Technically, surrogacy dates back to biblical times with the traditional surrogacy agreement made between Abraham, Sarah, and her servant/surrogate, Hagar in The Book of Genesis. Tales throughout history are common of women bearing children for kings and rulers whose wives could not become pregnant.
Today, surrogacy laws have evolved in parts of the U.S. to support ethical practices for all parties involved. We’re looking back at the history of surrogacy from a legal standpoint.
In 1976, a lawyer named Noel Keane negotiated and drafted the first legal surrogacy agreement. The agreement was designed for a traditional surrogacy and the surrogate mother was not compensated monetarily for her services. Keane remained a strong proponent of surrogate motherhood throughout his life. He is believed to have helped roughly 600 children be born through surrogacy over the course of his career.
There are reports of successful In Vitro Fertilization (IVF) embryo transfers before 1978, however, the first baby born using IVF was Louise Brown on July 25, 1978.
The technique was pioneered by consultant gynecologist Patrick Steptoe and Cambridge research physiologist Robert Edwards.
In 1980, surrogacy contracts were generally legal but unenforceable since state surrogacy laws were largely indeterminate.
Then came Elizabeth Kane, the first legally compensated surrogate in the U.S. Both parties agreed to a traditional surrogacy. The agreement stated the surrogate would be paid the sum of $11,500.
The first successful gestational surrogacy took place in 1985, in which a gestational surrogate carried a child genetically unrelated to her on behalf of the Intended Parents. The Intended Mother’s fallopian tubes had been damaged by a childhood disease. This created a new realm of possibilities for both intended parents and future surrogates. Removing the biological connection between surrogate and child reduced the chances a surrogate might change her mind once the child was born.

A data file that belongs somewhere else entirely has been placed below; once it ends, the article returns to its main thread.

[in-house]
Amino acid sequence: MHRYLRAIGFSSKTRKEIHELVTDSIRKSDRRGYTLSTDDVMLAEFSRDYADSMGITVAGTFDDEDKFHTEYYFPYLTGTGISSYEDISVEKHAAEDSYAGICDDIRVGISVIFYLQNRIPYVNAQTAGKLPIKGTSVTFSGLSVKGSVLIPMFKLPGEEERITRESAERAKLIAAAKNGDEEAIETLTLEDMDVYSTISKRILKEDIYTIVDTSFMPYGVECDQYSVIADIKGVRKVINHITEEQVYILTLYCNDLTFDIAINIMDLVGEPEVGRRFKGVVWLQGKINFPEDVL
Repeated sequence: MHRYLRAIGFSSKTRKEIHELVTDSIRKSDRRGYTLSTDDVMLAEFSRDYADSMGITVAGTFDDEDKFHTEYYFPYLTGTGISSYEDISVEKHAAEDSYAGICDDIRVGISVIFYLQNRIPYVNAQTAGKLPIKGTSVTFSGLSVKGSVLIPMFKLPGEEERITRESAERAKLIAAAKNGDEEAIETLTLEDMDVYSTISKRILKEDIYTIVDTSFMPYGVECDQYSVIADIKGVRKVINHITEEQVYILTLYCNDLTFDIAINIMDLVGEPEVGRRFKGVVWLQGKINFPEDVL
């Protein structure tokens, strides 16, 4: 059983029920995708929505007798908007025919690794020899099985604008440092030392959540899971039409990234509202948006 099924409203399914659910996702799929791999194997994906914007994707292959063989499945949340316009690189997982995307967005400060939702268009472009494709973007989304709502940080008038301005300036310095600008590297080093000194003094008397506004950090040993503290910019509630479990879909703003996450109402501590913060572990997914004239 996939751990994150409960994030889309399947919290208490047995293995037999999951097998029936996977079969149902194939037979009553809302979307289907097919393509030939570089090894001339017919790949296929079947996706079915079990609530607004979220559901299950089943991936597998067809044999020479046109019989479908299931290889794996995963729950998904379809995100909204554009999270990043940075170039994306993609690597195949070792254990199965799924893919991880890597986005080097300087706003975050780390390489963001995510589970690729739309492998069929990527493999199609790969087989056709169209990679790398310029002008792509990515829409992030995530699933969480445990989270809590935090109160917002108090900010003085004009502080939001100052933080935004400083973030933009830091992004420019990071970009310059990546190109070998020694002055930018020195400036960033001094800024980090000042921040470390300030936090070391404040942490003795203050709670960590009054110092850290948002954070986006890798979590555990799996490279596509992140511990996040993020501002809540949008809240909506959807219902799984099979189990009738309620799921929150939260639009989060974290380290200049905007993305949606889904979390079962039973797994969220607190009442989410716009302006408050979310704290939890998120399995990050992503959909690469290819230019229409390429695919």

The famous case of “Baby M.” A woman agreed to be a traditional surrogate to a couple who could not conceive on their own. A surrogacy agreement was signed, the Intended Father’s sperm was used, and the surrogate was to be paid $10,000 as compensation.
Once the child was born, the surrogate decided she could not give the baby up. She tried to keep the child and went to court with the Intended Parents in a lengthy custody battle. Eventually, the court granted custody to the Intended Father, who was also the child’s biological father.
The case enhanced momentum for legally contracted surrogacies. Because of this case, many in the surrogacy field developed a greater interest and support for a newer option: gestational surrogacy.
An important legal turning point for gestational surrogacies. A gestational carrier, who had signed a surrogacy agreement with IPs, decided she wanted to keep the child. The carrier and the child shared no biological connection and in the custody battle, the court sided with the Intended Parents. The ruling of Johnson v. Calvert proved a gestational surrogacy agreement was a legally binding agreement that would be supported in the courts, ensuring the Intended Parents’ parentage.
While the legal timeline of surrogacy has evolved to a safe, effective practice with gestational carriers it is important to note surrogacy is still not legal in all 50 states. If you are considering surrogacy to grow your family or are interested in helping a family by carrying their child, research the surrogacy laws where you live and consult with a surrogacy agency before embarking on your journey.
We’ve compiled a set of state-by-state surrogacy laws, including comprehensive information into the intricate legalities for each jurisdiction. Find out more here: